White House fights to keep top Obama advisor from testifying before Congress
On Monday, the White House sent a letter to Rep. Darrell Issa (R-California), the chair of the House Oversight and Government Reform Committee, asking the congressman to consider attending a closed-door meeting with administration officials on Tuesday in lieu of having an Obama aide answer questions on the Hill.
At issue is what David Simas, a top political adviser to the president, has to say about the White House Office of Political Strategy and Outreach’s compliance with the Hatch Act — a 1930 legislation that largely restricts members of the executive branch from engaging in partisan politics. Simas was appointed to head that office when its creation was announced by the White House in January 2014, and two months later Issa asked for "all documents and communications, including e-mails" about the launch of the government-funded department, according to Politico, which previously existed as the Office of Political Affairs.
Issa responded to the White House’s silence by sending a subpoena last Friday to Simas’ office, requesting specifically that the director appear before Congress and speak as to OPSO’s role with regards to political campaigns and compliance with the Hatch Act.
“In an effort to appease its political allies, the Obama administration broadcast its intention to re-open a political office within the White House to assist in partisan election efforts and fundraising,” Issa said at the time. “This hearing will examine abuses of taxpayer funds for political gain and the level of White House commitment to preventing them.”
The administration rejected that request, however, saying the subpoena is "precipitate and surprising in light of our clear willingness to work with you to meet your informational needs" in a letter sent Monday by White House counsel W. Neil Eggleston. Instead of having Simas testify, Eggleston suggested, a private meeting could be held to discuss questions concerning OPSO’s compliance.
“In your letter, you accepted my offer to have my staff provide a briefing on OPSO. You requested that the briefing take place before the hearing you have scheduled for Wednesday,” Eggleston wrote to Issa. “In response to your request, I have directed my staff to arrange to provide that briefing on Tuesday, July 15. I trust that the briefing will answer any remaining questions that you have about how OPSO is complying with the law governing political activity by federal employees, including the Hatch Act.”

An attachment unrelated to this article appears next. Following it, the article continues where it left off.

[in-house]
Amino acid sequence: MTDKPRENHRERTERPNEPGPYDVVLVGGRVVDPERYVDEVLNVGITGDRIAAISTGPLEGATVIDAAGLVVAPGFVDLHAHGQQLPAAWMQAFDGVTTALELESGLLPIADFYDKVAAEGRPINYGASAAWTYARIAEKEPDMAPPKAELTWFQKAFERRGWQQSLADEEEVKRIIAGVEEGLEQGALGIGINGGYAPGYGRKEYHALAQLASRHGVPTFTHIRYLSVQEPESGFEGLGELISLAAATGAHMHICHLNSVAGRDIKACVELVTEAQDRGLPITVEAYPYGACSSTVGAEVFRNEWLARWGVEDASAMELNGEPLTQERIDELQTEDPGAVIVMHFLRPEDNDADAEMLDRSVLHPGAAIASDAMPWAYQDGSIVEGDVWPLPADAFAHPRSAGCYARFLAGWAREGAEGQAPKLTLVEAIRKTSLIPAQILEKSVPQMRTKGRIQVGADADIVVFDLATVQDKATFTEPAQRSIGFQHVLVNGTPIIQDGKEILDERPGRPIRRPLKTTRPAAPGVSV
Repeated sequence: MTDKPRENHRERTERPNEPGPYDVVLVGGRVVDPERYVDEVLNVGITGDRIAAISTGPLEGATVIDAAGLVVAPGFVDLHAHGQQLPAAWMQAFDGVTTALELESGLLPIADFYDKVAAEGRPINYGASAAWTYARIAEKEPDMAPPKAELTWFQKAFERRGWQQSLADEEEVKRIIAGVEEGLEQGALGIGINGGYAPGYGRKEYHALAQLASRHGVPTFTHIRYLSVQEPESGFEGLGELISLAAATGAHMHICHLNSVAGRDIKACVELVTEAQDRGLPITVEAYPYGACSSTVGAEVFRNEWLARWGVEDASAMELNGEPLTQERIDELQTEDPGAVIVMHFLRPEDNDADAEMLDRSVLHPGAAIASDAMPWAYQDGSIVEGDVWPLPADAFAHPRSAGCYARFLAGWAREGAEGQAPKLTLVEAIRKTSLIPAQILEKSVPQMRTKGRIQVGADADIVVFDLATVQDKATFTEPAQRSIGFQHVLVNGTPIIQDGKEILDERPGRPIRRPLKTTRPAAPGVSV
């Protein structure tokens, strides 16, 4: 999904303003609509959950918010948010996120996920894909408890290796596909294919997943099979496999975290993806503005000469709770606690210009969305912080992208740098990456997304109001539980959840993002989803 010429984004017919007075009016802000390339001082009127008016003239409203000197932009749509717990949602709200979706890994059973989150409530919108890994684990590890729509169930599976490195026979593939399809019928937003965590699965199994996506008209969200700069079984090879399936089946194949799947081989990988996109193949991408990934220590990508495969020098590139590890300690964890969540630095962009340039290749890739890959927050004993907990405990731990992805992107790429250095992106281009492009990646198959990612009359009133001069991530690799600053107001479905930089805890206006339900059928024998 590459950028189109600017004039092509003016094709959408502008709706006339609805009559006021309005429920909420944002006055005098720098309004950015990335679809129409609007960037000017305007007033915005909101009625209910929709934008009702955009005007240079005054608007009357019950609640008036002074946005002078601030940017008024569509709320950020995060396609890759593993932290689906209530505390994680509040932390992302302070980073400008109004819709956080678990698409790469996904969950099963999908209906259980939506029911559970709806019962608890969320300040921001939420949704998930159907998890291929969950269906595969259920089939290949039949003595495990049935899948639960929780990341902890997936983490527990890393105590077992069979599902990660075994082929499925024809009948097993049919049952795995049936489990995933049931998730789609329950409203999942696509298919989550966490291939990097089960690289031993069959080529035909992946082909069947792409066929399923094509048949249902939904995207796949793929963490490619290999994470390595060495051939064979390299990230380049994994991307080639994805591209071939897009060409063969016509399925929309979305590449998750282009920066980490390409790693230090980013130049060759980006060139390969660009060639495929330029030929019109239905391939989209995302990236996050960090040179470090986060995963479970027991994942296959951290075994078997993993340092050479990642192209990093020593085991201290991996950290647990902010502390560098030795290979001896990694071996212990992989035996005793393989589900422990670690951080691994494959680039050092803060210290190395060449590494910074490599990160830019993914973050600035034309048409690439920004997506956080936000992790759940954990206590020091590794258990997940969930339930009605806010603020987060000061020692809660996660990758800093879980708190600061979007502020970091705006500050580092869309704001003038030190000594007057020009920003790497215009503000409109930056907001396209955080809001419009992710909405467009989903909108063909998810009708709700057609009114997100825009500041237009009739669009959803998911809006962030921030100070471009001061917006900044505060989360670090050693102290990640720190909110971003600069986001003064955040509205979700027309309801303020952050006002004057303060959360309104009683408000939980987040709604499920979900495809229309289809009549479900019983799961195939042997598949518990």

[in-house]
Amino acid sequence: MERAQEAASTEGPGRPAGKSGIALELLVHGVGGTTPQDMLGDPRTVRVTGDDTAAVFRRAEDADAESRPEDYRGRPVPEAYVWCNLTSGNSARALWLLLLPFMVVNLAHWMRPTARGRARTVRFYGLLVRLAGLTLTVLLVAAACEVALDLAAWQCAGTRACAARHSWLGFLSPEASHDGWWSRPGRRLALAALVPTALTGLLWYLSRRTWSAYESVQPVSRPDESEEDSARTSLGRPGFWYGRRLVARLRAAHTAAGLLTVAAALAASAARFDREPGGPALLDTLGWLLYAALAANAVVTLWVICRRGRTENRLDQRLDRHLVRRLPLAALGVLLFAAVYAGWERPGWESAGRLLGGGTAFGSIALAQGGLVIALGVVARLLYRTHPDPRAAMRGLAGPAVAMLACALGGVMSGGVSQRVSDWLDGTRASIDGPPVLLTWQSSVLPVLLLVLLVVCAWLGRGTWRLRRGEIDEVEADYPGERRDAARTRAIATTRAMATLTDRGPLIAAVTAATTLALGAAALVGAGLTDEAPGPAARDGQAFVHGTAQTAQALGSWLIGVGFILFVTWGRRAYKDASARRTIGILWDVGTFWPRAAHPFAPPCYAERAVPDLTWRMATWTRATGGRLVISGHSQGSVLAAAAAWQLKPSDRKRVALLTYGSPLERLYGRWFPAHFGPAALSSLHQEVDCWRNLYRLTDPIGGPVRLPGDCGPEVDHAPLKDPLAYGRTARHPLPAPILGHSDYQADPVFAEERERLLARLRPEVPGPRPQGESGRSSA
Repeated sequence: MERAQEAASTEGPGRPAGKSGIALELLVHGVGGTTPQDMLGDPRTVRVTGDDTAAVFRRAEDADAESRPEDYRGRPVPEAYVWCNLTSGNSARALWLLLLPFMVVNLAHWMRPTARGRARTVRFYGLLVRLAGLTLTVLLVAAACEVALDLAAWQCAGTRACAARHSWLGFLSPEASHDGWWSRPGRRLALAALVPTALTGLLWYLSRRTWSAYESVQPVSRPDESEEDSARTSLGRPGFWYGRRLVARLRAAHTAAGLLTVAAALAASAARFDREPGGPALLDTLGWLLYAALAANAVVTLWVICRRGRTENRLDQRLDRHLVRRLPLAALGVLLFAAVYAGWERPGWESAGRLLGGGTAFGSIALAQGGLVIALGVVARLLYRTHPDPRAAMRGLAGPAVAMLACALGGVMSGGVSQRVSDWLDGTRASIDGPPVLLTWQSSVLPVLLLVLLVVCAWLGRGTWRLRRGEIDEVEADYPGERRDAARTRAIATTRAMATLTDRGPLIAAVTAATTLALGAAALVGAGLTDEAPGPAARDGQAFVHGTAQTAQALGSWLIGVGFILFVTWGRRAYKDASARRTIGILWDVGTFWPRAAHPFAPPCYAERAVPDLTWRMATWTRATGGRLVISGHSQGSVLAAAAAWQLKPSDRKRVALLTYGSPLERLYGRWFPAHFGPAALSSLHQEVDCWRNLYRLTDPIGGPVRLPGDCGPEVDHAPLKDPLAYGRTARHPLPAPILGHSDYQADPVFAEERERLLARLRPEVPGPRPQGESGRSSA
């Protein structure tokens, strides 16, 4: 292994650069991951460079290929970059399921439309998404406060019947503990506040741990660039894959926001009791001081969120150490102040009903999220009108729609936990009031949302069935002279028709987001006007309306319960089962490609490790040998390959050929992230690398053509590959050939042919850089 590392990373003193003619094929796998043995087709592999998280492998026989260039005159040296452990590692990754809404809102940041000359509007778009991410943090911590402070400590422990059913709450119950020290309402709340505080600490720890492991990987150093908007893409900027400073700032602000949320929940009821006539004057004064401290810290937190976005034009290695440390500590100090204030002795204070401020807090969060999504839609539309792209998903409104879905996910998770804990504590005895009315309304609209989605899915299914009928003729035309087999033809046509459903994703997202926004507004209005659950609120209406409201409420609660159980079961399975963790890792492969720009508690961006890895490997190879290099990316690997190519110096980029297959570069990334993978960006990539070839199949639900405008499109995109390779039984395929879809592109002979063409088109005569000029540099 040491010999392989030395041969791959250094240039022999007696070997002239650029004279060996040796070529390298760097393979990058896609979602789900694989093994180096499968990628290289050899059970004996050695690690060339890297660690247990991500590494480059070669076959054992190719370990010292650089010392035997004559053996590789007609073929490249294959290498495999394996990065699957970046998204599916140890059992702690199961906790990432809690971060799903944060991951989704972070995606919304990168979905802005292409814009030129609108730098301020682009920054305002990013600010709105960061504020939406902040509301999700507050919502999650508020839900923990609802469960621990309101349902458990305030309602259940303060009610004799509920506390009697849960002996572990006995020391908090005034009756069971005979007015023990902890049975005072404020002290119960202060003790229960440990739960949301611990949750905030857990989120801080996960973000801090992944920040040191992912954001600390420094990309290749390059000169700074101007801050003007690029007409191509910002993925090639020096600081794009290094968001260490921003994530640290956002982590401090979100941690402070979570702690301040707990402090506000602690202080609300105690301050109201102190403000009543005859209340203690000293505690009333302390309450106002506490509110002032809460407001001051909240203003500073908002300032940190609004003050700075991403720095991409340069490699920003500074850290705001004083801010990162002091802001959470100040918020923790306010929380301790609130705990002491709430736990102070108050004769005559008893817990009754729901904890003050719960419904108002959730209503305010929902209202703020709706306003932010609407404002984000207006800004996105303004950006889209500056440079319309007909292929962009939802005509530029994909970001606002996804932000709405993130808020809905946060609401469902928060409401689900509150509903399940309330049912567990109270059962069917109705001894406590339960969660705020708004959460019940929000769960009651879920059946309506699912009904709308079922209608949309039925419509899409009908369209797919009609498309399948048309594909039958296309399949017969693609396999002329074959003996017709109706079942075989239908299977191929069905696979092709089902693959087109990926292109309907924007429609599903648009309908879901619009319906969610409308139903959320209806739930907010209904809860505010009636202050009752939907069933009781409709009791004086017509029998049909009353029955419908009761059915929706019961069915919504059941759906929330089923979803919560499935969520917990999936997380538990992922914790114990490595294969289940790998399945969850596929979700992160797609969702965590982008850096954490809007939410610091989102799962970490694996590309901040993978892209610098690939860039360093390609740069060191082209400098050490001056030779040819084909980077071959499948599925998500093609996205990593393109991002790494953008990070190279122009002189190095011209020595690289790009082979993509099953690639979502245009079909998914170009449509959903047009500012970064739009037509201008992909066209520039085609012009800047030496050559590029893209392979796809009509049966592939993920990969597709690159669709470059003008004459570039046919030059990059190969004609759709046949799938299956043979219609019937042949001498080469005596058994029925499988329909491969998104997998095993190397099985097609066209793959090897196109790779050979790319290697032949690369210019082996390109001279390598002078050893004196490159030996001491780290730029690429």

“While I am hopeful that we can work together constructively to address your stated interests, your subpoena is not helpful to these efforts. As you know, it has been the view of administrations from both political parties that summoning the President’s most senior advisors to provide public testimony raises significant separation of power concerns,” Eggleston added.
By early Tuesday, however, representatives for the congressman from California were telling reporters that Issa still wanted to hear Simas answer to the subpoena.
“The subpoena for Mr. Simas’ testimony remains in effect,” Issa spokeswoman Becca Glover Watkins said in an emailed statement to Roll Call on Tuesday. “The White House has had multiple opportunities to work with Congress to date, and has neglected to do so. Chairman Issa has allowed that if the White House provided the requested information to the Committee, he would reconsider but at present Mr. Simas is still expected to appear at Wednesday’s hearing.”
Wednesday’s hearing is tentatively titled: “White House Office of Political Affairs: Is Supporting Candidates and Campaign Fund-Raising an Appropriate Use of a Government Office?”
“To date, there’s not even any suggestion, let alone evidence, that we’ve deviated from the requirements of the Hatch Act,” White House press secretary Josh Earnest said late last week. “In fact, the Office of Special Counsel recognized in its 2011 report the propriety of having an office in the White House to provide the president with information about the current political environment and political issues nationwide."